German-born collage artist Thomas Spieler creates intriguing multimedia works that play with the dualism that exists between the human and natural worlds. Spieler juxtaposes vintage black-and-white photographs of human figures with brightly colored photographs of more abstract forms. Many of the black-and-white photos look like they could be ads or pictures of movie stars lifted from old magazines, while others appear to be photographs of classical sculptures from antiquity. Meanwhile, the colorful photos are of objects found in nature, such as minerals, geological formations, butterfly wings and flower petals.
Drawing and performance art are rarely seen as complementary media, but Ethan Murrow’s large-scale graphite drawings begin as performance collaborations with his wife, Vita Weinstein Murrow. The two began working together in 2004 and the source imagery they gather for their videos often inspires Murrow’s detail-oriented works on paper. His drawings come with the heavy feeling of the aftermath of disaster.
Italian artist and designer Andrea Minini makes a living creating brand logos and graphics, but as a personal project the artist recently created the “Animals in Moire” series. A collection of black-and-white digital illustrations, the works take inspiration from the animal kingdom. But the shapes in these portraits of peacocks and pumas are anything but organic. Uniform curves outline the contours of he animals’ faces. The creatures become abstracted and almost architectural, defined by mathematically-plotted shapes. The high-contrast, monochromatic patterns create the illusion of depth and dimension, yet the forms appear hollow and mask-like. Take a look at the fun series after the jump.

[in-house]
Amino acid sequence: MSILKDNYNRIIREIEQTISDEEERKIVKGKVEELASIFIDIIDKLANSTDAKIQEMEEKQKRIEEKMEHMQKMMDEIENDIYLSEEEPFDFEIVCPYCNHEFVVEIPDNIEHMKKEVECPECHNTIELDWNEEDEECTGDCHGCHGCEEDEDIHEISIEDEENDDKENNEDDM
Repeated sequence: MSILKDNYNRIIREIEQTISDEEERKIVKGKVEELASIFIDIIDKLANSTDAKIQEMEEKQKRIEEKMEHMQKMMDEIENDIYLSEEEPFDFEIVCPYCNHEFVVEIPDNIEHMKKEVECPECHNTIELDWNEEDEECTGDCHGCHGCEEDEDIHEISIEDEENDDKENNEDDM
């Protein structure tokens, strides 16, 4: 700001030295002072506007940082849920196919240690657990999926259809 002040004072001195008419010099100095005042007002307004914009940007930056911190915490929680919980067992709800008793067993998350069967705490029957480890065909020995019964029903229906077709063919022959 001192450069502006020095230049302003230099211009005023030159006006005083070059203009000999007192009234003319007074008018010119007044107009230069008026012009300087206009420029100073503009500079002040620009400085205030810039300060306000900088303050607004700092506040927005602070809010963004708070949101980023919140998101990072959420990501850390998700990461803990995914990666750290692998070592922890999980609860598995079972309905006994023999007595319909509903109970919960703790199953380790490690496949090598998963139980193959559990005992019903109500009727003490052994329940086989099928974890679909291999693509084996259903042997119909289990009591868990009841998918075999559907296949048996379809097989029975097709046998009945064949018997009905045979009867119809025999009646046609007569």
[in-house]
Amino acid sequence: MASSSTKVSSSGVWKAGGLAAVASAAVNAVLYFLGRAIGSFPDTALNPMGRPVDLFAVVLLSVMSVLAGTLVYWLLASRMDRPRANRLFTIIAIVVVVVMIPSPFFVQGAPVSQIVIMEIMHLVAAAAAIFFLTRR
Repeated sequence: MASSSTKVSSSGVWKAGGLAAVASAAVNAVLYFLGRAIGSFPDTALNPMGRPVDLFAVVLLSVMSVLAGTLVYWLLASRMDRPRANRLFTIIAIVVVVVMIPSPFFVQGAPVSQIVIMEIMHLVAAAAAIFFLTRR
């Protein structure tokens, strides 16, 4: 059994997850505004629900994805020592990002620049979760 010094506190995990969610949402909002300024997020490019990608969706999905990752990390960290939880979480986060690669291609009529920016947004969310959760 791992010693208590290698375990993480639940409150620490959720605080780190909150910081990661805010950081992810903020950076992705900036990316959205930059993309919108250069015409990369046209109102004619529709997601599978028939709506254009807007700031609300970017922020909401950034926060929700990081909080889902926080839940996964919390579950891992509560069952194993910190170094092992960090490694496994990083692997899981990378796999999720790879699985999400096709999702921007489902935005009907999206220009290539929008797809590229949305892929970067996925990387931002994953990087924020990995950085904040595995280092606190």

Jessica Hess often tells people she paints landscapes, but “landscape” doesn’t quite sum up the documentary function of her work. Her oil paintings are not about the buildings and the trees, but rather an ephemeral, fragile moment: when graffiti gets put up on city walls. The future of a piece of graffiti is unstable — it could be buffed or tagged the next day. Its longevity is unpredictable. Hess memorializes these ephemeral artistic expressions, choosing broken-down, tagged-up locales that inspire her in her daily surroundings in Oakland and San Francisco. Curator Ken Harman shared a story about how a group of people were moved by Hess’s work when they saw the tag of their deceased friend in one of her paintings — an insignia that had heretofore been eradicated from the walls on which it was painted. His presence lives on in her work.
At the intersection of fashion and sculpture you’ll find the wearable artwork of Copenhagen-based artist Nikoline Liv Andersen. “My work is expressive, living in the borderline between fashion and art with a big focus on textiles, textures and delicate details” Anderson said, describing her work. Many of Andersen’s designs challenge the purpose of ordinary materials, using them to create intricate works of art.
The Internet has changed the art world immensely, and Giant Robot has been there to witness and evolve alongside it. Conceived as a humble, photocopied zine focused on Asian American arts and culture in 1994, Giant Robot now exists as an unclassifiable entity. It was published as a magazine for 16 years and later manifested in the physical realm as an art gallery and shop, as well as a website. To celebrate its 20 years, Giant Robot 2 in LA will debut “Giant Robot Presents: 20 Years Art x Mags,” an extensive group show featuring many established and emerging talents. Among the line-up are Yoshitomo Nara, Takashi Murakami, Ryan McGinness, Geoff McFetridge, Yoskay Yamamoto, Jeff Soto, James Jean and a great number of other artists. “#GR20Years,” as the show is nicknamed, opens March 15, 5 – 10 pm, and will be on view through April 2.